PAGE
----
Hripsime Monastery built in 618 is one of the magnificent examples of classical Ar-
menian architecture. It stands on a small hill in the east of Vagharshapat. Such architectural
compositions are peculiar only of the Christian countries of Tran Caucasus. St. Hripsime
is a relatively small church the construction of which was finished in 618. Its central dome
is an specimen of architectural perfection. The church was named after Virgin Hripsime.
According to the "Chronicle" Hripsime was expelled by the Roman emperor and after long
wanderings found shelter in Armenia, Echniadzin (former Vagharshapat) with her 40 sis-
ters. Armenian king Trdat the III killed Hripsime as she refused to marry him and tried to
escape. This wonderful cathedral was erected to the memory of her beauty, purity and faith.
Zvartnots , the church complex of the middle of the 7th century, is situated near Vaghar-
shapat and presents a great architectural value. Being built in 641-661 as a main temple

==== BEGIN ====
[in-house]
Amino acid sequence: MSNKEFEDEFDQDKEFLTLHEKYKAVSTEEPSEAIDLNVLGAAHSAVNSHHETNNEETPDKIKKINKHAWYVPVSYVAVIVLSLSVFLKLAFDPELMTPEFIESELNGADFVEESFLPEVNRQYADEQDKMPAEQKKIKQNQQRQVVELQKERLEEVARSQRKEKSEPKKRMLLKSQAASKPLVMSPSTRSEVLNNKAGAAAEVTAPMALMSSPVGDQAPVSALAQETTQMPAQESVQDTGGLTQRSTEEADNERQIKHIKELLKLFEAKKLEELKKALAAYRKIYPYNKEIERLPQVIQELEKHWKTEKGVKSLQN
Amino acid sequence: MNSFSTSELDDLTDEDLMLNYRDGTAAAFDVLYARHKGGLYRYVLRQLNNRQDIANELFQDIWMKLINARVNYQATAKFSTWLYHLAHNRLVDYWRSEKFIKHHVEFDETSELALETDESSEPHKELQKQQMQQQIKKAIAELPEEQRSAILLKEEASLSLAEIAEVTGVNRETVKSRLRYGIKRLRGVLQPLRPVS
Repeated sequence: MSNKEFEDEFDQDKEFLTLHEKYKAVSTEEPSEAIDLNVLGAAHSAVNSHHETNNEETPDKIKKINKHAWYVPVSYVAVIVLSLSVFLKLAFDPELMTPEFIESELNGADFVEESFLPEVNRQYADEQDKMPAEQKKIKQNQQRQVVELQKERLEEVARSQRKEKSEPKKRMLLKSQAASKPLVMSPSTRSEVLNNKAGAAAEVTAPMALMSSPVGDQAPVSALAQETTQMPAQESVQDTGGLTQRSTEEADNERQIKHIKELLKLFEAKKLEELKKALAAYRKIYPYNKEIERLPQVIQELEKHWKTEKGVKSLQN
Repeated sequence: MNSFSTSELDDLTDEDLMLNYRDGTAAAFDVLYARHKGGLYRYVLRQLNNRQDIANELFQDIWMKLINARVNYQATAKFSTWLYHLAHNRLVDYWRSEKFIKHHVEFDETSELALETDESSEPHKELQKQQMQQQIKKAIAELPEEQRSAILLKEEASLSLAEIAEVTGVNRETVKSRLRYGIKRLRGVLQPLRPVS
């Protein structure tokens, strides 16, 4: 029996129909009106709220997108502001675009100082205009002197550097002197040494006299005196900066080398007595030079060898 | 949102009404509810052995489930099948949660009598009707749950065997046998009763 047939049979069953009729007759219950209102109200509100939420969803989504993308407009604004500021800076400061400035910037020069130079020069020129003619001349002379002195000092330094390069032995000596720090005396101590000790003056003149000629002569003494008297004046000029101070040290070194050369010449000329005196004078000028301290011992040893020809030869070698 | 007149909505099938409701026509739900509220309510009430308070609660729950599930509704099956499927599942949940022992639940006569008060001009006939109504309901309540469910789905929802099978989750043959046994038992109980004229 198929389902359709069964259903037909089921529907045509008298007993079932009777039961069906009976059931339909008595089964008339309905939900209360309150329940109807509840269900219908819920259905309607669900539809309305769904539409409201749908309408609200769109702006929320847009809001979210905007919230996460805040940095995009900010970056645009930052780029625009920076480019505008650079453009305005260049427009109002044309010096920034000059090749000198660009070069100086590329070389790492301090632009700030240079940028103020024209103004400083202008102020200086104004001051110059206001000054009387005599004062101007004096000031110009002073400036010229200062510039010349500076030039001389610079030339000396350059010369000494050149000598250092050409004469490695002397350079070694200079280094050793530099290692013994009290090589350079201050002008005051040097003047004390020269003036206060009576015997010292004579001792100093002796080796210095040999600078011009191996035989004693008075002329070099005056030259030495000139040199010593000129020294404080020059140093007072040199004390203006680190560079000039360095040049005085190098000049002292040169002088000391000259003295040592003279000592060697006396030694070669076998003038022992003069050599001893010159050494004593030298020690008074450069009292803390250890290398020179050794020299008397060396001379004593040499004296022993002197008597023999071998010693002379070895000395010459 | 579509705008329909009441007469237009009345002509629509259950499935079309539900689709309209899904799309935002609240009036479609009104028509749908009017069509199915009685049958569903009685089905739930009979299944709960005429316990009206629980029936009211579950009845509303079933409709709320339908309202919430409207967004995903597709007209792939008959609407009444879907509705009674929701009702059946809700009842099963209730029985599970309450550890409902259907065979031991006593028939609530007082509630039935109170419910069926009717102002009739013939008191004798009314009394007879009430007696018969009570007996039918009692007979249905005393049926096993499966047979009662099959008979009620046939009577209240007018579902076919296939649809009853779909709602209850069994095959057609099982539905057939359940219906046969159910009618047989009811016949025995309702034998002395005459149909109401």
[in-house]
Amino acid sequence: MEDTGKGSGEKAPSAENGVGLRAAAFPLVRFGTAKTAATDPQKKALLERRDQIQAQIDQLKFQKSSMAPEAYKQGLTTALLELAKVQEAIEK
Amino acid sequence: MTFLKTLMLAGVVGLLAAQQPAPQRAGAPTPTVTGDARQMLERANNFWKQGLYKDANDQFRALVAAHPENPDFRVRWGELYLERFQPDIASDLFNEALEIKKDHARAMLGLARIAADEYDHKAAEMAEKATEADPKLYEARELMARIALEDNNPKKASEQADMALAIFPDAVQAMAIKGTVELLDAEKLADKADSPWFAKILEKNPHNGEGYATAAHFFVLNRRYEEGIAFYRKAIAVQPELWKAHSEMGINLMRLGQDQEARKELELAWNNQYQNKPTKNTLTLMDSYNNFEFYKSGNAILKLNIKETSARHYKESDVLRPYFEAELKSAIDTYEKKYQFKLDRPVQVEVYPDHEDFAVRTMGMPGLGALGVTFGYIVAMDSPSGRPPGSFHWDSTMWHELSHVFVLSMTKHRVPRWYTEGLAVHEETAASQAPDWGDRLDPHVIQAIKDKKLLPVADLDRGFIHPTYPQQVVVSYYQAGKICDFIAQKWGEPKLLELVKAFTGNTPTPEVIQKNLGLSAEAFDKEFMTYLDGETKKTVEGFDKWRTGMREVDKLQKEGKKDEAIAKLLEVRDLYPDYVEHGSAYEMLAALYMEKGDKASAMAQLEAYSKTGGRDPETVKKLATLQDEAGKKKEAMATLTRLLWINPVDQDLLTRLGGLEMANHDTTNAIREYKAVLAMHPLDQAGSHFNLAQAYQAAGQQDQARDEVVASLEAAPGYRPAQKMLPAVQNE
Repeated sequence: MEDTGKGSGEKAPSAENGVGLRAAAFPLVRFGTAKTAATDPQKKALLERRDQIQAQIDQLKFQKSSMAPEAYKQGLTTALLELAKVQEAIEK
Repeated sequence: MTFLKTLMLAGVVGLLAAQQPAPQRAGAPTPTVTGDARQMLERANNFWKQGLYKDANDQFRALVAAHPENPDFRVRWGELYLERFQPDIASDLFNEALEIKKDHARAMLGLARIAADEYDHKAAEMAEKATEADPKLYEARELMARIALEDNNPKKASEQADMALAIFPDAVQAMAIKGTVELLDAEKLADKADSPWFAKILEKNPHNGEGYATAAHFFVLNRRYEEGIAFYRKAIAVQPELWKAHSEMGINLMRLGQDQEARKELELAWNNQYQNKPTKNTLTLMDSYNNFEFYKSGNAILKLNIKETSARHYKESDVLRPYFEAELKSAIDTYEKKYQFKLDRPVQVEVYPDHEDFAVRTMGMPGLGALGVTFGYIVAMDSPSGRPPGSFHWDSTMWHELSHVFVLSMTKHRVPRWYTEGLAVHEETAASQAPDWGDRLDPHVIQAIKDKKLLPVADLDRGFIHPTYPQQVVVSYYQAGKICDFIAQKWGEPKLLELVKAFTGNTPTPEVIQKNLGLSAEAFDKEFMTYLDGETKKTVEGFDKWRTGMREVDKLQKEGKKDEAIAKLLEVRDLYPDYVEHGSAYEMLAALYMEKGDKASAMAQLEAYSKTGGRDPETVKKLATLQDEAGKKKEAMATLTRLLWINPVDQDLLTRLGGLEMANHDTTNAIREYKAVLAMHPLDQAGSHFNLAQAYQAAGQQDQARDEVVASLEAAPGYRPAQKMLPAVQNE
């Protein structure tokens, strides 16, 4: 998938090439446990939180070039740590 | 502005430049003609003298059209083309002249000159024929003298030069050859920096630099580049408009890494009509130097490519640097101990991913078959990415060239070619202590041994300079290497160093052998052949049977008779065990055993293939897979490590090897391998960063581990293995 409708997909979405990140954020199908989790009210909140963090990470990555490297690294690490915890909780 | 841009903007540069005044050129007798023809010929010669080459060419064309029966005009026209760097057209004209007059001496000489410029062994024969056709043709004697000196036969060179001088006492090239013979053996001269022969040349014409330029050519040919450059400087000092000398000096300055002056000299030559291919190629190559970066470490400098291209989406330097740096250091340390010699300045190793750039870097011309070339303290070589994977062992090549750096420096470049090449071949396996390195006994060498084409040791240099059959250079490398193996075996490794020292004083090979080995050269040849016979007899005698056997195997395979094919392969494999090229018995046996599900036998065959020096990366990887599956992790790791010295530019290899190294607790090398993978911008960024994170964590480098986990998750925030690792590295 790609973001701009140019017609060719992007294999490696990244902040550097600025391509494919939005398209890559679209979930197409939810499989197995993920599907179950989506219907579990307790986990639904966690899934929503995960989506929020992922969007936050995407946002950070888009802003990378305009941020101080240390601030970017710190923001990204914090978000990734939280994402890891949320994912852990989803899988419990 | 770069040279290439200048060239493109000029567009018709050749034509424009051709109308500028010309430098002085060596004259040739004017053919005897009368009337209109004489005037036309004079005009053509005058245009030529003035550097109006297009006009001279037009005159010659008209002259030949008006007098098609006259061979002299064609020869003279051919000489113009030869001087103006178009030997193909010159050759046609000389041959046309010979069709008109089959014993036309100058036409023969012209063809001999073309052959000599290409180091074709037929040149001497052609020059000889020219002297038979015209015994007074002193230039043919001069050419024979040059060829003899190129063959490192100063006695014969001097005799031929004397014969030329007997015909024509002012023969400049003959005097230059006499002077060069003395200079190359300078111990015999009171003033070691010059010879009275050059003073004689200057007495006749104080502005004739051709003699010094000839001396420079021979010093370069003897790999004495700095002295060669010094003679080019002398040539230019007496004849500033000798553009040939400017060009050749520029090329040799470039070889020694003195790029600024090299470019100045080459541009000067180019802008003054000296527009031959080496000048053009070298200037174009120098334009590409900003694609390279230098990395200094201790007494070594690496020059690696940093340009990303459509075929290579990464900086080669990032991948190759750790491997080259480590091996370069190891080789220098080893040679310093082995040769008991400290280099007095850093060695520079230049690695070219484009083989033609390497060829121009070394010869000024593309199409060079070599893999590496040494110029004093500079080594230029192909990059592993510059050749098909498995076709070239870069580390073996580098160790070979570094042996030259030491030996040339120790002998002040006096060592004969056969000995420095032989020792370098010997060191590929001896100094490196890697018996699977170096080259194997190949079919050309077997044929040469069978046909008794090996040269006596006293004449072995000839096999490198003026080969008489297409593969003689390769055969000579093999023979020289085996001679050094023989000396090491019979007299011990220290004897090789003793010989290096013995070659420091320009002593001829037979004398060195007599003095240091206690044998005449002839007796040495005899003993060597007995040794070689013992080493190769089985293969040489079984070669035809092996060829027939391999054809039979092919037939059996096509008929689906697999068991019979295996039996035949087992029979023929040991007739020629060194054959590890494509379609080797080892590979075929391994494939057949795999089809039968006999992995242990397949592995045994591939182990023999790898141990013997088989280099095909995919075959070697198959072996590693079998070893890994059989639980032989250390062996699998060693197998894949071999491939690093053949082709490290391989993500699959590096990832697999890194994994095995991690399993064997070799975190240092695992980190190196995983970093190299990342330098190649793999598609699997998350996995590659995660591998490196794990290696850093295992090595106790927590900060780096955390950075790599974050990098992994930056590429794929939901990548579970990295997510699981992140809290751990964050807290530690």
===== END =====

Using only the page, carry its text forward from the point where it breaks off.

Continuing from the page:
of Armenia, it excelled the temple of Echmiadzin by both its size and special architectural
design. The complex consisted of St. Gevorg Church and the palace of Catholicos Nerses
and was the largest of all the known constructions of the 7th century. Zvartnots was ruined
in 1Oth century. Only a part of the walls and separate details have preserves.
Sardarapat Memorial is constructed in the lower zones of the region symbolizing the
struggle of Armenians against the Turkish army (on May 20-22, 1918). The Turks that
had invaded Alexandrapol (Gyumri) surrendered, after which on May 28, 1918 the govern-
ment of the country proclaimed Armenia an independent republic. There are two Assyrian-
style huge winged lions surrounded by the park built to commemorate those perished in
the Sardarapat battle. The road to the left of the memorial leads to Sardarapat Museum.
The ground floor central hall contains a lot of commemorative material from the Sardar-
apat battle. The halls of the basement present archeological materials used for organizing
various events. Upstairs are exhibits of carpets and handicrafts, modem Armenian decorat-
ive ceramics, and jewelry.